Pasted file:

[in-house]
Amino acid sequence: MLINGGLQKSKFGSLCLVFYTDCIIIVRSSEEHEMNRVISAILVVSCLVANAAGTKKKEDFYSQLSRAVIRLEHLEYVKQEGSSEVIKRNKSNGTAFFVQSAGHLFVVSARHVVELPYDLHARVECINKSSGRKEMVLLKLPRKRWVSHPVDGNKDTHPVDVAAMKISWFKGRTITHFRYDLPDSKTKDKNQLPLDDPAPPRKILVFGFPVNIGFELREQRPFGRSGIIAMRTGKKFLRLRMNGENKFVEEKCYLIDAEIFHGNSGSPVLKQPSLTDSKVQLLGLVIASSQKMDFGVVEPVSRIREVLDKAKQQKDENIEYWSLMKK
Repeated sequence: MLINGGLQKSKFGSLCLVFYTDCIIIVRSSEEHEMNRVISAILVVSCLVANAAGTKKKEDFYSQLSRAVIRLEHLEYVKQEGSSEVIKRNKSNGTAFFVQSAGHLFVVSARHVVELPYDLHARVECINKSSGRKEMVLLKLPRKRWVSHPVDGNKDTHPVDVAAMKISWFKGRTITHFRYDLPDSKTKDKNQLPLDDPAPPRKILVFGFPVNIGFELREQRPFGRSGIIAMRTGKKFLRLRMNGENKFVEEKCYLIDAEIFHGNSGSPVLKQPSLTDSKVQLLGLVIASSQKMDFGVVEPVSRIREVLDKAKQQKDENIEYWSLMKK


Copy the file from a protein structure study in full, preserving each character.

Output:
[in-house]
Amino acid sequence: MLINGGLQKSKFGSLCLVFYTDCIIIVRSSEEHEMNRVISAILVVSCLVANAAGTKKKEDFYSQLSRAVIRLEHLEYVKQEGSSEVIKRNKSNGTAFFVQSAGHLFVVSARHVVELPYDLHARVECINKSSGRKEMVLLKLPRKRWVSHPVDGNKDTHPVDVAAMKISWFKGRTITHFRYDLPDSKTKDKNQLPLDDPAPPRKILVFGFPVNIGFELREQRPFGRSGIIAMRTGKKFLRLRMNGENKFVEEKCYLIDAEIFHGNSGSPVLKQPSLTDSKVQLLGLVIASSQKMDFGVVEPVSRIREVLDKAKQQKDENIEYWSLMKK
Repeated sequence: MLINGGLQKSKFGSLCLVFYTDCIIIVRSSEEHEMNRVISAILVVSCLVANAAGTKKKEDFYSQLSRAVIRLEHLEYVKQEGSSEVIKRNKSNGTAFFVQSAGHLFVVSARHVVELPYDLHARVECINKSSGRKEMVLLKLPRKRWVSHPVDGNKDTHPVDVAAMKISWFKGRTITHFRYDLPDSKTKDKNQLPLDDPAPPRKILVFGFPVNIGFELREQRPFGRSGIIAMRTGKKFLRLRMNGENKFVEEKCYLIDAEIFHGNSGSPVLKQPSLTDSKVQLLGLVIASSQKMDFGVVEPVSRIREVLDKAKQQKDENIEYWSLMKK